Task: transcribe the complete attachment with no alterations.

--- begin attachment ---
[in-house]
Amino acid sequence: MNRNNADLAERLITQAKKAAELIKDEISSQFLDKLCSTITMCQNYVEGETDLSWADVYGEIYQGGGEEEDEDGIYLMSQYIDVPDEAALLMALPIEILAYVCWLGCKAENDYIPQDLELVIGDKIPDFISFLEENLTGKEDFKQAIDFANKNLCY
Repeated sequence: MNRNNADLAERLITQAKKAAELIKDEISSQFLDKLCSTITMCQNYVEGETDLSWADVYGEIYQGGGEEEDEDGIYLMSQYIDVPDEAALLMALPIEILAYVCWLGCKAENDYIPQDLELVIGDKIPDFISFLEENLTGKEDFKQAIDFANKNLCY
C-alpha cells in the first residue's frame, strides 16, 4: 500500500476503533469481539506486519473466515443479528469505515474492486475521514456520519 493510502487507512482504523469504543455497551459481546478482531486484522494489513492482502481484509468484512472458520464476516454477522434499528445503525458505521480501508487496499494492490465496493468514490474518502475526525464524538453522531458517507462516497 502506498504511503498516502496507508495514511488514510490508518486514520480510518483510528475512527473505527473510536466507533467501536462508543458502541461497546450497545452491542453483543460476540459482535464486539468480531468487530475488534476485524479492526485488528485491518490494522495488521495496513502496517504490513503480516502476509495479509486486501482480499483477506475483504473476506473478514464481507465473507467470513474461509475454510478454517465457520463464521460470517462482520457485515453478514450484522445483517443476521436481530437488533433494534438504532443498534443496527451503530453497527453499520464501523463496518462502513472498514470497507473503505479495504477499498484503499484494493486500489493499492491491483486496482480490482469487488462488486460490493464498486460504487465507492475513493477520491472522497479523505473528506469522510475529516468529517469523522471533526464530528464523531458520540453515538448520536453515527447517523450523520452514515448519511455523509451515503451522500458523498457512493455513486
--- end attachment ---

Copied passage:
[in-house]
Amino acid sequence: MNRNNADLAERLITQAKKAAELIKDEISSQFLDKLCSTITMCQNYVEGETDLSWADVYGEIYQGGGEEEDEDGIYLMSQYIDVPDEAALLMALPIEILAYVCWLGCKAENDYIPQDLELVIGDKIPDFISFLEENLTGKEDFKQAIDFANKNLCY
Repeated sequence: MNRNNADLAERLITQAKKAAELIKDEISSQFLDKLCSTITMCQNYVEGETDLSWADVYGEIYQGGGEEEDEDGIYLMSQYIDVPDEAALLMALPIEILAYVCWLGCKAENDYIPQDLELVIGDKIPDFISFLEENLTGKEDFKQAIDFANKNLCY
C-alpha cells in the first residue's frame, strides 16, 4: 500500500476503533469481539506486519473466515443479528469505515474492486475521514456520519 493510502487507512482504523469504543455497551459481546478482531486484522494489513492482502481484509468484512472458520464476516454477522434499528445503525458505521480501508487496499494492490465496493468514490474518502475526525464524538453522531458517507462516497 502506498504511503498516502496507508495514511488514510490508518486514520480510518483510528475512527473505527473510536466507533467501536462508543458502541461497546450497545452491542453483543460476540459482535464486539468480531468487530475488534476485524479492526485488528485491518490494522495488521495496513502496517504490513503480516502476509495479509486486501482480499483477506475483504473476506473478514464481507465473507467470513474461509475454510478454517465457520463464521460470517462482520457485515453478514450484522445483517443476521436481530437488533433494534438504532443498534443496527451503530453497527453499520464501523463496518462502513472498514470497507473503505479495504477499498484503499484494493486500489493499492491491483486496482480490482469487488462488486460490493464498486460504487465507492475513493477520491472522497479523505473528506469522510475529516468529517469523522471533526464530528464523531458520540453515538448520536453515527447517523450523520452514515448519511455523509451515503451522500458523498457512493455513486